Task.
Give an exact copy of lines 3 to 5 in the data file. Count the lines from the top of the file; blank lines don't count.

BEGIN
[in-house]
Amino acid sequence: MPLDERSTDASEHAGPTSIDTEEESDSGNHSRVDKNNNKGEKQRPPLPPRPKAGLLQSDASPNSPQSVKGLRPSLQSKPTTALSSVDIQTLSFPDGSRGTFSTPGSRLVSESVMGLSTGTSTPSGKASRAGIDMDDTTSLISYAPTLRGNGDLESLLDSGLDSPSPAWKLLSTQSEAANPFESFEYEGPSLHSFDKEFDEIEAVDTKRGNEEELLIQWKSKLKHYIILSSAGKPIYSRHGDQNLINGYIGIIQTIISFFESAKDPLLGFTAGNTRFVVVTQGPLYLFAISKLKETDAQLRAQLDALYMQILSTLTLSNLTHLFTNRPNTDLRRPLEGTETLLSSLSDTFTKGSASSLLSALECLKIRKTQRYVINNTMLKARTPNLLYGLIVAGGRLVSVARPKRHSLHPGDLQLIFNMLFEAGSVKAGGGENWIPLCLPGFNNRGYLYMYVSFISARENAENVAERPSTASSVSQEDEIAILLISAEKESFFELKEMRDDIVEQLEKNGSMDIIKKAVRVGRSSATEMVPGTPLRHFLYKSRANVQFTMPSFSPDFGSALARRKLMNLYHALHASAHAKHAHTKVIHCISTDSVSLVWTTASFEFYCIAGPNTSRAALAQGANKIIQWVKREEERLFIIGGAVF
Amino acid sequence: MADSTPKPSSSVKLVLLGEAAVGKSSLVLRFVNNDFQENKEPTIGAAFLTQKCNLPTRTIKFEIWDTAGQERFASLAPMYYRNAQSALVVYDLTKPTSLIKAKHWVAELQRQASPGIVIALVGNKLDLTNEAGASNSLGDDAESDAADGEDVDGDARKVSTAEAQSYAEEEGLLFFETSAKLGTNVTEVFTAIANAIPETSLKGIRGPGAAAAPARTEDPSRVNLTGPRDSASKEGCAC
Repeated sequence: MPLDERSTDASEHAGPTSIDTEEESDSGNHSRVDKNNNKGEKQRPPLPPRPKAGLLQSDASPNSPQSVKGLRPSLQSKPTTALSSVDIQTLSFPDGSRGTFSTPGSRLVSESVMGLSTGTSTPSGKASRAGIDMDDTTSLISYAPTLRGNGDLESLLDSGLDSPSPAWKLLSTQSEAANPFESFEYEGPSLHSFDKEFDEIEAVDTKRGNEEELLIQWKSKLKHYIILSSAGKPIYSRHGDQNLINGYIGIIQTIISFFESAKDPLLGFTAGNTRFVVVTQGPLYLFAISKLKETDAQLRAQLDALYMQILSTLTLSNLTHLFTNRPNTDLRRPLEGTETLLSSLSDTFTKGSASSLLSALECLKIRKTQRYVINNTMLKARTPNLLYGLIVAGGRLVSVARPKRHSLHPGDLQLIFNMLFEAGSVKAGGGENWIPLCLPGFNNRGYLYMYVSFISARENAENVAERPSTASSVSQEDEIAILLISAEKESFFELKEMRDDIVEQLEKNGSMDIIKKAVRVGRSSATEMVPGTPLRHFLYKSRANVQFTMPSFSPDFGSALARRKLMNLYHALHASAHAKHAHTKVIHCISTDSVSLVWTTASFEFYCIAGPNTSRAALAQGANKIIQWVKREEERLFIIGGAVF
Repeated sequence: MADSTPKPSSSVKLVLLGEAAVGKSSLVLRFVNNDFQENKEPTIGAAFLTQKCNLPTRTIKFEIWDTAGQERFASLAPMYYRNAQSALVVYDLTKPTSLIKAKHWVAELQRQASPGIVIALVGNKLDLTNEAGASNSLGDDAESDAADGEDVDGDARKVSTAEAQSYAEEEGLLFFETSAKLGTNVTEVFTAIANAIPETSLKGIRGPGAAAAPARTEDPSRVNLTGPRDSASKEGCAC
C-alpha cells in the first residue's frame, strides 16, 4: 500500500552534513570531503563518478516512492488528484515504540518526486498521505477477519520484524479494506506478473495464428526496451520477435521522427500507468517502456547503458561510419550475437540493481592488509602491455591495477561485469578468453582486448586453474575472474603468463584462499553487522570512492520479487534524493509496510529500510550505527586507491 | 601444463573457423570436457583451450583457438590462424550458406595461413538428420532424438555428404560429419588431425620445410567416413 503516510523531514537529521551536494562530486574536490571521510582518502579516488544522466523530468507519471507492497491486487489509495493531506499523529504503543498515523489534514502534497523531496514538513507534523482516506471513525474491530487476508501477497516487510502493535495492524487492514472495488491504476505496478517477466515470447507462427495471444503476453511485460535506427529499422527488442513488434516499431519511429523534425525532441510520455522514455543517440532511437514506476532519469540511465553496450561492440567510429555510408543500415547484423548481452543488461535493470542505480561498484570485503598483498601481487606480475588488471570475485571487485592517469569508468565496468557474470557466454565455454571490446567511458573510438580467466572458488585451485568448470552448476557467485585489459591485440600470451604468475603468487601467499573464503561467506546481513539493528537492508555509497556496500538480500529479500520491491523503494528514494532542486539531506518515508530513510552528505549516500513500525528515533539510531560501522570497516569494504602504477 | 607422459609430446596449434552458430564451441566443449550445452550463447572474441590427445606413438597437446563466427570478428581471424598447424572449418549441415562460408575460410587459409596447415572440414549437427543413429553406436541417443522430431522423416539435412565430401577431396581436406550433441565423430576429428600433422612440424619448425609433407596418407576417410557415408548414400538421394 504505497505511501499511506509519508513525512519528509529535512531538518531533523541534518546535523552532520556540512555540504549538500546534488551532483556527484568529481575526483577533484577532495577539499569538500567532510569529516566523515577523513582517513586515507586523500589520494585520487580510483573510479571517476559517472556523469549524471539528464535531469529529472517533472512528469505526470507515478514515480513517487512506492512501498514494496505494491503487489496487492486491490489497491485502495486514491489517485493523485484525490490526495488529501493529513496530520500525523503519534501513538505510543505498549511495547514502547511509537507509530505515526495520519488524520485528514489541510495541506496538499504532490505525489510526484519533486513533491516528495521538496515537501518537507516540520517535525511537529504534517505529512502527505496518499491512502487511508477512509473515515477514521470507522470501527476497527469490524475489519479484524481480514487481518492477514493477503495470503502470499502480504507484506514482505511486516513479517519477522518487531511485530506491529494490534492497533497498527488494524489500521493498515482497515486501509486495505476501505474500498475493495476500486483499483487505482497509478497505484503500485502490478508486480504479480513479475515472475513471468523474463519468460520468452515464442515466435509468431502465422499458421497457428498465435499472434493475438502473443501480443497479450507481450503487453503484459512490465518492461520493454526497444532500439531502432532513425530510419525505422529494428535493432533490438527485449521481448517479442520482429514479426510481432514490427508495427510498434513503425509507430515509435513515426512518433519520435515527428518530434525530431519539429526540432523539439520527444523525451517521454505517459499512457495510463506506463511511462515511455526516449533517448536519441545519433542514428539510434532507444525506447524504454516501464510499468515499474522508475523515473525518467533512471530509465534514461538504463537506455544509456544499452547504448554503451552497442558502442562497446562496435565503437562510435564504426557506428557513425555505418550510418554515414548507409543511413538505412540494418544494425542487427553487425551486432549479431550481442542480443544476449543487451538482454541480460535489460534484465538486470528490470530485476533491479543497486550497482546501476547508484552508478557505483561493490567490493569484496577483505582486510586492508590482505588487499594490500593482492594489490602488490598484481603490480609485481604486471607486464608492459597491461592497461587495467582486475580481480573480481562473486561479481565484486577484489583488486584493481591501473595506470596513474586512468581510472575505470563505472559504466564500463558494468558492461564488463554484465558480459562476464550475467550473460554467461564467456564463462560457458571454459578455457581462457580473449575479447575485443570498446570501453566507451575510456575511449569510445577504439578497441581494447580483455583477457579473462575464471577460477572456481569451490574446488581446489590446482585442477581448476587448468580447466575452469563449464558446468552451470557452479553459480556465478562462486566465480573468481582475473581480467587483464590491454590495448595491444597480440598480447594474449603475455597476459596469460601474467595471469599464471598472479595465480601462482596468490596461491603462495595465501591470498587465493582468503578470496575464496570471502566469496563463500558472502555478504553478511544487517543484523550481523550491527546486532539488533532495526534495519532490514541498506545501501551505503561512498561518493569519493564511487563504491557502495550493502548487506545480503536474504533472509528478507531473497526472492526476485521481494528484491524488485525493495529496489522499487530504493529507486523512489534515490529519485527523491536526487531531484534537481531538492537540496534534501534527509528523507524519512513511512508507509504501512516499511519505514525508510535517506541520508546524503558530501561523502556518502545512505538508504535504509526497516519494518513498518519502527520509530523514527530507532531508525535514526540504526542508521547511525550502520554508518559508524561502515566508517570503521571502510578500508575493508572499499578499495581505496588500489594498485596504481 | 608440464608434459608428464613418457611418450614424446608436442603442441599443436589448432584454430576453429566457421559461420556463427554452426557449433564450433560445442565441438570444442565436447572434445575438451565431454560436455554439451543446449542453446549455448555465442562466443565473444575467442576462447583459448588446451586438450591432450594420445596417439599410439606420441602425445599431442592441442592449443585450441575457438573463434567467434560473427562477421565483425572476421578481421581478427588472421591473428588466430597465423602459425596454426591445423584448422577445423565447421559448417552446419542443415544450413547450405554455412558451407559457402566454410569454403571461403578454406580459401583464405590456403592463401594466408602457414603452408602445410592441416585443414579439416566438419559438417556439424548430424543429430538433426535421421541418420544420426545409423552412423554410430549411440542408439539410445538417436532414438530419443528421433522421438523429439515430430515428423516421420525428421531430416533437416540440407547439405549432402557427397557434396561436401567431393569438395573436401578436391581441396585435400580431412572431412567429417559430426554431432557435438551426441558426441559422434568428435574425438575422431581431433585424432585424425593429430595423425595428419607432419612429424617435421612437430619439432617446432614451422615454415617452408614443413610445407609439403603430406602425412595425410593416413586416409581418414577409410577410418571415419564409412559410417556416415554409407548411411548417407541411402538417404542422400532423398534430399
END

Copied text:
Amino acid sequence: MADSTPKPSSSVKLVLLGEAAVGKSSLVLRFVNNDFQENKEPTIGAAFLTQKCNLPTRTIKFEIWDTAGQERFASLAPMYYRNAQSALVVYDLTKPTSLIKAKHWVAELQRQASPGIVIALVGNKLDLTNEAGASNSLGDDAESDAADGEDVDGDARKVSTAEAQSYAEEEGLLFFETSAKLGTNVTEVFTAIANAIPETSLKGIRGPGAAAAPARTEDPSRVNLTGPRDSASKEGCAC
Repeated sequence: MPLDERSTDASEHAGPTSIDTEEESDSGNHSRVDKNNNKGEKQRPPLPPRPKAGLLQSDASPNSPQSVKGLRPSLQSKPTTALSSVDIQTLSFPDGSRGTFSTPGSRLVSESVMGLSTGTSTPSGKASRAGIDMDDTTSLISYAPTLRGNGDLESLLDSGLDSPSPAWKLLSTQSEAANPFESFEYEGPSLHSFDKEFDEIEAVDTKRGNEEELLIQWKSKLKHYIILSSAGKPIYSRHGDQNLINGYIGIIQTIISFFESAKDPLLGFTAGNTRFVVVTQGPLYLFAISKLKETDAQLRAQLDALYMQILSTLTLSNLTHLFTNRPNTDLRRPLEGTETLLSSLSDTFTKGSASSLLSALECLKIRKTQRYVINNTMLKARTPNLLYGLIVAGGRLVSVARPKRHSLHPGDLQLIFNMLFEAGSVKAGGGENWIPLCLPGFNNRGYLYMYVSFISARENAENVAERPSTASSVSQEDEIAILLISAEKESFFELKEMRDDIVEQLEKNGSMDIIKKAVRVGRSSATEMVPGTPLRHFLYKSRANVQFTMPSFSPDFGSALARRKLMNLYHALHASAHAKHAHTKVIHCISTDSVSLVWTTASFEFYCIAGPNTSRAALAQGANKIIQWVKREEERLFIIGGAVF
Repeated sequence: MADSTPKPSSSVKLVLLGEAAVGKSSLVLRFVNNDFQENKEPTIGAAFLTQKCNLPTRTIKFEIWDTAGQERFASLAPMYYRNAQSALVVYDLTKPTSLIKAKHWVAELQRQASPGIVIALVGNKLDLTNEAGASNSLGDDAESDAADGEDVDGDARKVSTAEAQSYAEEEGLLFFETSAKLGTNVTEVFTAIANAIPETSLKGIRGPGAAAAPARTEDPSRVNLTGPRDSASKEGCAC